The most recent blog post from Eight to Late is a long take on ethical issues surrounding Data Science and Artificial Intelligence. These issues are center stage in our time of increasingly technological driven business environments and automated decision-making.
The Information Age is a humanistic Blog, in spite of its enthusiastic stance on the promise of information technology. This isn’t opposing stances as I believe technology can improve human nature and lives. But it is unquestionable that technology is from many subtle perspectives a human development that appears, and in some ways may actually be, contrary to enhancement of human nature. I think that human beings are most of the time ambiguous beings, preferring to occlude and mis-analyse reality for reasons that are intrinsically opaque and often on the verge of stupidity. And then there are behavioral, cultural or even natural dispositions that aren’t friendly to technology developments.
The point to stress here is that technology is fundamentally still a human phenomena. I am not going to predict what is the technology scene in say 75-100 years, but it isn’t too much of a stretch of the imagination to foresee a time when humans and artificial sentient beings will share in the further developments of technology. What we all must strive for is a state of affairs in which this turns out to be a fruitful partnership relation and not a relationship of mistrust or of opposition of interests. I do not even see how that might be possible in 100 years time. But at the same time we should be prepared for the social and political consequences of a Society where human beings aren’t in full control of what happens. What we can do to the limit of our strength is fight for that shared control to always, always be to the best of our collective interests, even maybe to the interest of all intelligent sentient beings, natural or artificial…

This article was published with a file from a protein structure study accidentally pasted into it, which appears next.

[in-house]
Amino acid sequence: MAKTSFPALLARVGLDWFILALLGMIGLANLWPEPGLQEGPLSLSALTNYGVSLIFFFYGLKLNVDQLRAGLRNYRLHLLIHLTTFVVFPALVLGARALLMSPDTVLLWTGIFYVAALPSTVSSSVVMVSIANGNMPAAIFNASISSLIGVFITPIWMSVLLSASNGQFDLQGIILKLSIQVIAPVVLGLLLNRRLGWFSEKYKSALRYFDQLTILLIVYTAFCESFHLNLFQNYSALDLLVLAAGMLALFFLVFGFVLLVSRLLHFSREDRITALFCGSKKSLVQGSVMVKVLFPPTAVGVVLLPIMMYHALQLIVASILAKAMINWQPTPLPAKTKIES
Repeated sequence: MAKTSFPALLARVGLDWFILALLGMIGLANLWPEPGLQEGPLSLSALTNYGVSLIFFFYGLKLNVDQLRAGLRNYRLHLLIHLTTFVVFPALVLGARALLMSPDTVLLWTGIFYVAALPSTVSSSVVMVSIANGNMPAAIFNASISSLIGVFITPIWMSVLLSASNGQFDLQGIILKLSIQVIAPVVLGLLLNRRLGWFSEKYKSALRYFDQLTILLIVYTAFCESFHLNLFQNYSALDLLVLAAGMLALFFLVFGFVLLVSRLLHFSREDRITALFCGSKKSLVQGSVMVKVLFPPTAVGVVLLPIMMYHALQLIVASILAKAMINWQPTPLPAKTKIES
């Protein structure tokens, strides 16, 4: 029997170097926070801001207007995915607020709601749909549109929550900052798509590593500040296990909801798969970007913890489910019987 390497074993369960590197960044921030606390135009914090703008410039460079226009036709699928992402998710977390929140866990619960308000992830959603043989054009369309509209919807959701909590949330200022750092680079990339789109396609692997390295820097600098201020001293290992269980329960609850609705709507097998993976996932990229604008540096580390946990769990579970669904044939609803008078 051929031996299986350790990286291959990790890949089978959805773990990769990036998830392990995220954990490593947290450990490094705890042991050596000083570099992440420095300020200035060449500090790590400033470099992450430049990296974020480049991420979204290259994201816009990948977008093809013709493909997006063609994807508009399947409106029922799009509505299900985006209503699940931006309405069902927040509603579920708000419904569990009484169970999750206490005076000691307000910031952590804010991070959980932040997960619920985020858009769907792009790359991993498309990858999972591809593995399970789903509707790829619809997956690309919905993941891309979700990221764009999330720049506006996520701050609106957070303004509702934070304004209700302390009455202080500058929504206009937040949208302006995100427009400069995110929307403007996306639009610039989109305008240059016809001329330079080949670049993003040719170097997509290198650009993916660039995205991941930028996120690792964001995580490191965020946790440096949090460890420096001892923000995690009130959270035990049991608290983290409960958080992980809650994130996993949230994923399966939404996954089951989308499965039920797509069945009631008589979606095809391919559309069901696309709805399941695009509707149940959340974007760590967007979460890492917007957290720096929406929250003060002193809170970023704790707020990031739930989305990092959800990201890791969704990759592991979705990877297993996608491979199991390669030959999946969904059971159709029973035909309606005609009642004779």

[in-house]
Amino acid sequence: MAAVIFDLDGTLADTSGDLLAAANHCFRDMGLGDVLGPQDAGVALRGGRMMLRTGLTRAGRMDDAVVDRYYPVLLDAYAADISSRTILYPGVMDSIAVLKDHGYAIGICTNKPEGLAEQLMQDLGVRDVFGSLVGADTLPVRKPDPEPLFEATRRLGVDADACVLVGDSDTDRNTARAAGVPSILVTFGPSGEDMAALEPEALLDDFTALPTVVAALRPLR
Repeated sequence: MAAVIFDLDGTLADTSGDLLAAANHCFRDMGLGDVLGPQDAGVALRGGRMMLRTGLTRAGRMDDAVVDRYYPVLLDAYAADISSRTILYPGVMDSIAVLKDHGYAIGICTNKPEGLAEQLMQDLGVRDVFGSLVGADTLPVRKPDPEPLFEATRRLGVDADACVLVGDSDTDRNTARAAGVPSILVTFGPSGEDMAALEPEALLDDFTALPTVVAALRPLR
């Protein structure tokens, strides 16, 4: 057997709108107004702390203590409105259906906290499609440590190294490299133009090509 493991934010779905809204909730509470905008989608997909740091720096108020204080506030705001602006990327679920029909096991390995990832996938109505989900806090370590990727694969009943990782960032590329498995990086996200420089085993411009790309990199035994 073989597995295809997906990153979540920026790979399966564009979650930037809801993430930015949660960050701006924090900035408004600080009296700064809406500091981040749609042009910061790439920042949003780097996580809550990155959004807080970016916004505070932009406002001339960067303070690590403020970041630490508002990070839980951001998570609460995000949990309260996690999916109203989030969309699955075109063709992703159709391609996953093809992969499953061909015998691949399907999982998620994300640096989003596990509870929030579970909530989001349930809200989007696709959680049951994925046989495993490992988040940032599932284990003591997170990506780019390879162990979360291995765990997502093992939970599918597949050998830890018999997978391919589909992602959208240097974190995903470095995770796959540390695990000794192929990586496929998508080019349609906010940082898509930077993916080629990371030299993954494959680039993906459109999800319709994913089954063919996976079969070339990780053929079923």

The long post is worth to read or delve to in on the detailed argumentation, the numerous links and resources. I just begin to read the first two or three paragraphs when I decided to edit this post, so I won’t do a thorough listing of the main points. But I leave it to the reader and as always encourage everyone to take some time to read it. The link is below the highlighted first paragraph:
Data scientists are sometimes blind to the possibility that the predictions of their algorithms can have unforeseen negative effects on people. Ethical or social implications are easy to overlook when one finds interesting new patterns in data, especially if they promise significant financial gains. The Centrelink debt recovery debacle, recently reported in the Australian media, […]
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